“I was used to the UK buy-side desk. We started to remove the processes of passing the whole working order to the broker and began looking for the big liquidity in different places and trading based on merit and the volume they could source. Although we’re based in Spain, in many ways we trade as though we are a London buy-side desk in Madrid.”

Switching up strategy

For Roselló and Iglesias, the transition to remote trading due to the global coronavirus pandemic was somewhat more critical than for firms with a larger team of traders given the difficulty if both were to fall ill at the same time. Although adapting to working from home was relatively smooth, contending with intense market volatility and additional funds from the Fidentiis merger, which doubled the number of orders that needed executing and increased their notional volume by more than 50%, proved more challenging.

As blocks in conditional crossing networks increased in the early stages of the volatility, the traders found it difficult to convince high-touch traders to cross as they preferred to execute small blocks and trade over the session. This improved in the months after the summer in 2020, but it forced Roselló and Iglesias to rethink their strategy on the algorithms they used to improve and speed up their liquidity seeking processes.

“We were trading more electronic at first, including blocks in crossing networks. In the beginning it became more difficult to reach people on the high-touch side and we often heard about working from home as an excuse for delays,” Roselló says.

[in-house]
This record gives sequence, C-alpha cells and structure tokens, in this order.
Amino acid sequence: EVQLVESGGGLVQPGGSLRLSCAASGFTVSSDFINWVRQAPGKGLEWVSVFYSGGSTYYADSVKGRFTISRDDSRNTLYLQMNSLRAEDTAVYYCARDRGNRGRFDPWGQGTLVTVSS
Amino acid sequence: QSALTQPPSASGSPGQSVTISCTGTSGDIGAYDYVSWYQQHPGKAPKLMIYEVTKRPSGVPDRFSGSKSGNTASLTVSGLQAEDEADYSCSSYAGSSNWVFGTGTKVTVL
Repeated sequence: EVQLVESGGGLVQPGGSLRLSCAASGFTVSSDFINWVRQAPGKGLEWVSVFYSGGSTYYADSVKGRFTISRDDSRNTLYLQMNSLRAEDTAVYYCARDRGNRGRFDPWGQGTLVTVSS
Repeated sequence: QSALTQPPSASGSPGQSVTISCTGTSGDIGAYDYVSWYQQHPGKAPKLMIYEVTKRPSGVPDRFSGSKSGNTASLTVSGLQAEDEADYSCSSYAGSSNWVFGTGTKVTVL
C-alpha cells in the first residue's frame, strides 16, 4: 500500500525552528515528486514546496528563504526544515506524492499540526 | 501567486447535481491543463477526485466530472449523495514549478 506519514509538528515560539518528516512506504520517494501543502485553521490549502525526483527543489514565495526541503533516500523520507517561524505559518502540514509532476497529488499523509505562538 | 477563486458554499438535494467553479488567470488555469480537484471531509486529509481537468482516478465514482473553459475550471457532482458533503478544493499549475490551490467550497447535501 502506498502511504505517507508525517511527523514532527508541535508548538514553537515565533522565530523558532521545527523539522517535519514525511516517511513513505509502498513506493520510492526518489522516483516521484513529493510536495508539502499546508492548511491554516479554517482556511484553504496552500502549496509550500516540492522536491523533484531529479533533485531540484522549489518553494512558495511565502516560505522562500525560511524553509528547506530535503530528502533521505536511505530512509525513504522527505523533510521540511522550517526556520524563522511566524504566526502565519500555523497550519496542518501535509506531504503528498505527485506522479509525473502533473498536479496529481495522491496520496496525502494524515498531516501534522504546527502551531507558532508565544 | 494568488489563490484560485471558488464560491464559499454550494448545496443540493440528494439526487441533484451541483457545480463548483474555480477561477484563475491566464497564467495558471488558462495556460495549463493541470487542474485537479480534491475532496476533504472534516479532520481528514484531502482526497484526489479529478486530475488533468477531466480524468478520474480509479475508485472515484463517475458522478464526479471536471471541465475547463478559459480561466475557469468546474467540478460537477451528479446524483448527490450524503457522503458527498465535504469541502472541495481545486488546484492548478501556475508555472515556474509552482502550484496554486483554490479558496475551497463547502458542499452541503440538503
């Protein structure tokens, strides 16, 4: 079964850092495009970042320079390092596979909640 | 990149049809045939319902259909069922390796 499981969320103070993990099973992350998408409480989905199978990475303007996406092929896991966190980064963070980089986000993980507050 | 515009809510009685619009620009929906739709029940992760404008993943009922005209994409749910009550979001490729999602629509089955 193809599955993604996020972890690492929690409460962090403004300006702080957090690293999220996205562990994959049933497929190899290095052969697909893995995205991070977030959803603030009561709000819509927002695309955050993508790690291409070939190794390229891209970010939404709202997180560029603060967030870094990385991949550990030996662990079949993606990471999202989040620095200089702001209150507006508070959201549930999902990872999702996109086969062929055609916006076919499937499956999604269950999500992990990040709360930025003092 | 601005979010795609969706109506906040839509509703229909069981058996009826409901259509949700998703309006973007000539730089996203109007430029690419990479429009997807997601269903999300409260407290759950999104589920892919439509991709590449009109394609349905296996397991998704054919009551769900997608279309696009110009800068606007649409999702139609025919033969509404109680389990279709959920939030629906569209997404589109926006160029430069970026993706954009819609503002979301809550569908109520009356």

“Not all firms were well prepared and organised at first. Once the volatility kicked in, natural blocks became much harder to find and there was a preference for counterparties to work orders rather than cross size at a price that could look bad at the end of the day.”

The strategy also changes considerably according to the market the traders are dealing with. Iglesias believes studying and adapting to ever-evolving market structure globally is one of the greatest challenges for buy-side traders sourcing liquidity today. In one example, he reveals that data following an in-depth TCA analysis in 2019 flagged high costs in US executions, which accounted for roughly one-fifth of the trading desk’s total volume that year.

After further investigation, analysis of trading strategy and discussions with experts, the traders adjusted their strategy based on the variations in US and European market structure. The new strategy was to seek more blocks, increase use of electronic trading and strengthen relationships with US counterparts.